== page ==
If any apology were necessary for the introduction of this chapter we might find it in the words of Ruskin. He says: "The greatest service which can at present be rendered to architecture is the careful delineation of its details from the beginning of the twelfth to the close of the fourteenth century, by means of photography. I would particularly desire to direct the attention of amateur photographers to this task; earnestly requesting them to bear in mind that while a photograph of landscape is merely an amusing toy, one of early architecture is a precious historical document; and that this architecture should be taken, not merely when it presents itself under picturesque general forms, but stone by stone and sculpture by sculpture." On the other hand, the modern student might dissent from the insinuation that architecture ceased to be worthy of record at the end of the fourteenth century.

The Study Of Architecture

There is, unfortunately, a widespread notion, among people who have never studied the subject of architecture, that it is dry and uninteresting; and the fact that it cannot be understood and enjoyed without a certain amount of preliminary study is probably the reason why the number of architectural photographers is small, compared with the many who devote their attentions to some more popular branch, such as landscape work. Instances of this lack of appreciation are sometimes met with in postal photographic portfolios, the remark, "uninteresting subject," on an architectural print being by no means uncommon; and we remember hearing, in reference to a successful photograph of one of the finest Norman churches in France, the following offhand expression of opinion: "Oh, that's quite ordinary, isn't it?"

Cottage With Pargework, Newnham, Kent.

Cottage With Pargework, Newnham, Kent.

Some knowledge of the history of architecture, the sequence of its various periods, and its artistic and scientific evolution, is most desirable, if not essential, for any one wishing to deal intelligently with this particular branch of photography. Good books by well-known authorities on the subject should be read, which, besides affording insight into the development of the art, will help one to distinguish good architecture from bad, and to decide what is worth photographing and what is not. There are two kinds of architectural photograph - "the picture," and "the record" - the former naturally being favoured by the photographer with a good eye for composition, and the latter by the worker of an archaeological turn of mind; but the photographic apparatus necessary for either style of work does not materially differ.

Photographic Apparatus

A stand camera is undoubtedly the most suitable type, as, although good work can often be done with hand cameras, they are usually more limited in movements, and less adapted for use with lenses of various foci. In deciding the question as to what size of camera and plate is best for this class of work, many points have to be considered. The chief advantage of the big camera is, of course, that a large negative enables one to make prints of an effective size direct in any process; perhaps also the composition of pictures on the focussing-screen is easier, and defects such as halation, pinholes, and other flaws are less noticeable in contact-prints than in enlargements. On the other hand, if the worker is content with a small negative, and does not mind the trouble of making enlargements, we think the small camera is far preferable. Points in its favour are, less initial expense on outfit, less expenditure on plates, and greater portability, also the greater depth of field given by the shorter-focus lenses permits of their being used at comparatively large apertures - a great advantage when poorly lighted interiors are to be photographed.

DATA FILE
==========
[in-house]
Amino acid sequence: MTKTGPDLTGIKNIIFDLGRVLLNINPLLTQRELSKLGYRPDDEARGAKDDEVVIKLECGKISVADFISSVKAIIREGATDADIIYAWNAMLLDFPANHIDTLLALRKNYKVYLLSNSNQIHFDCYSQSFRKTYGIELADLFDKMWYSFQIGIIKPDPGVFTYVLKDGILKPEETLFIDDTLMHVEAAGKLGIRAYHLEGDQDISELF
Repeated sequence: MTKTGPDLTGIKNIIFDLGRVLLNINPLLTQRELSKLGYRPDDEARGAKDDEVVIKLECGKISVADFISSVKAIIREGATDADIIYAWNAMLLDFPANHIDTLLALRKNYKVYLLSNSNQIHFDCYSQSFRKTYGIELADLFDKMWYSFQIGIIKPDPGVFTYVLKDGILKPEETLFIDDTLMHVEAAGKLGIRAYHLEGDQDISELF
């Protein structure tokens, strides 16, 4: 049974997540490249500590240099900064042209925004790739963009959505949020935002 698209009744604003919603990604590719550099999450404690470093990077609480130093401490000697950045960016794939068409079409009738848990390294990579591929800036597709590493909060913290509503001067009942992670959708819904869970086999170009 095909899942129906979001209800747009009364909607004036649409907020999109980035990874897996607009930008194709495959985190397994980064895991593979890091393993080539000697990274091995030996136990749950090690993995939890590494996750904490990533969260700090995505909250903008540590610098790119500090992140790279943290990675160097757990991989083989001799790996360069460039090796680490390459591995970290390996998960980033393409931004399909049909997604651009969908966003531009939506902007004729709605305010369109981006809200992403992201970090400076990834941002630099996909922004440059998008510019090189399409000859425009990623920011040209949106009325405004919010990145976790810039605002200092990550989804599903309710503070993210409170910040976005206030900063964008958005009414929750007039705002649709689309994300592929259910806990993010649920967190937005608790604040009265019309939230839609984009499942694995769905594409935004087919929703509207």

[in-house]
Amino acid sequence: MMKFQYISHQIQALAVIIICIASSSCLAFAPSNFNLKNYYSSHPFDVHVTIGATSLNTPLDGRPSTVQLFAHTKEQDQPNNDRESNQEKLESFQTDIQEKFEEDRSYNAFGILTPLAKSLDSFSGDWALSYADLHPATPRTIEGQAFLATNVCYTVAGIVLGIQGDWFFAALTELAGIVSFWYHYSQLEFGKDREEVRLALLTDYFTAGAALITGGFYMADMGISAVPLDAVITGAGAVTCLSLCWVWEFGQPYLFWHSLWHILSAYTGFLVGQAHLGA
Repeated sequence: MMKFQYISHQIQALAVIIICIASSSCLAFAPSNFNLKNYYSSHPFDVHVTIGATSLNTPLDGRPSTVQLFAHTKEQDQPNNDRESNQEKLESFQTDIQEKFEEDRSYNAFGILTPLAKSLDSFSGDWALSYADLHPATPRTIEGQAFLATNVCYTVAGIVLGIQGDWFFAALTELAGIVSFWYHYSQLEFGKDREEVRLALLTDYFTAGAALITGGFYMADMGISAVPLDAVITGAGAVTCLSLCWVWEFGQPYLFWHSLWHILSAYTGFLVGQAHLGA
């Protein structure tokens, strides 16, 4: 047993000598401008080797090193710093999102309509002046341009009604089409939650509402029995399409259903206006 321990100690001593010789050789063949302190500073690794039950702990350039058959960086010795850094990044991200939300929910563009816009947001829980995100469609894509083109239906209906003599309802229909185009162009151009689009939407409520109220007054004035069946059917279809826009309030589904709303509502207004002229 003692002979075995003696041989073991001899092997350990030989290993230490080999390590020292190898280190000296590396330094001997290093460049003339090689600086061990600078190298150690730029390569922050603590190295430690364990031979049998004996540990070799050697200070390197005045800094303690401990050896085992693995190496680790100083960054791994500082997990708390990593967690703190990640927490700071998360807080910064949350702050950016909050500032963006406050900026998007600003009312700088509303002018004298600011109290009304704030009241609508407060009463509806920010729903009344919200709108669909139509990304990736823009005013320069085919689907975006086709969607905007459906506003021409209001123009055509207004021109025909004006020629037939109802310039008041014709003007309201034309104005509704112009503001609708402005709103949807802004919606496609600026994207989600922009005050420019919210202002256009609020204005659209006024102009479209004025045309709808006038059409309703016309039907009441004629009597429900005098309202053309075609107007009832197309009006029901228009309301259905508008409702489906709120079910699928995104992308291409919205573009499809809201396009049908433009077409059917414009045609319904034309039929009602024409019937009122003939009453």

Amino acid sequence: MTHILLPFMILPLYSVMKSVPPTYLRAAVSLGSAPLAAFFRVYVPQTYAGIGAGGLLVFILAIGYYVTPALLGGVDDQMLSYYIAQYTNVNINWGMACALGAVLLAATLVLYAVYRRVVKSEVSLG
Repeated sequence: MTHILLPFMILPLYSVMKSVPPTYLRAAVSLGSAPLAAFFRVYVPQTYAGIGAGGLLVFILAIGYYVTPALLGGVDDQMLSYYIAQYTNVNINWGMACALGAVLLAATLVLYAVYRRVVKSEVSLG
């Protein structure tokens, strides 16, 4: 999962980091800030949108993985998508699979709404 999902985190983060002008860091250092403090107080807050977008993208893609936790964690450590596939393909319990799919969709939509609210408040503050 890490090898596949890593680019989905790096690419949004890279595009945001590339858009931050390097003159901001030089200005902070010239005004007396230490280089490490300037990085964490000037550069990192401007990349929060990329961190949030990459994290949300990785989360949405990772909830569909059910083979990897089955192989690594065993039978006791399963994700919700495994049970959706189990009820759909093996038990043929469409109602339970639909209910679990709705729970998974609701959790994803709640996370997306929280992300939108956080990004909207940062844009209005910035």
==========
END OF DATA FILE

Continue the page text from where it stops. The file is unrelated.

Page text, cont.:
It is essential that the camera be provided with ample rise and axial swing of front, or a swing back. The front movement is much to be preferred, as it does not necessitate an alteration in the position of the tripod after it has once been placed at the correct level, and final adjustments can easily be made with the head under the focussing-cloth.

When the lens is of sufficient covering power, it is better to simply raise the front rather than swing it, and with a first-class lens this can be done to a considerable extent without showing appreciable falling off in equality of illumination. A larger stop, too, can be used than that necessary if the front of the camera be swung, and the lens stopped down to correct the effect of the axis of the lens not being at right angles to the plate. The swing-front, however, is useful when the lens is of small covering power, and a long exposure is not inconvenient.


It is always advisable to carry two or three lenses of different foci, so as to have a choice in the matter of what to include on the plate from a chosen view-point. Although the rule of "use the longest focus lens you can" holds good in architectural photography, it will be found that generally for interiors a lens of what some pictorial workers would consider short focus is the most useful, for example, 4 to 5 in. for a quarter plate. For this size of plate a battery of lenses of 4, 5, and 6 in. equivalent focus would meet most requirements, and for larger plates lenses of proportionately longer foci. Many lenses are convertibles, and the separate components may be useful for detail work, or when a narrow-angle lens is required; but this is seldom, except with distant general views. For this branch of photography anastigmat lenses are to be strongly recommended on account of their covering power and large field of critical definition.

Levels And Tripods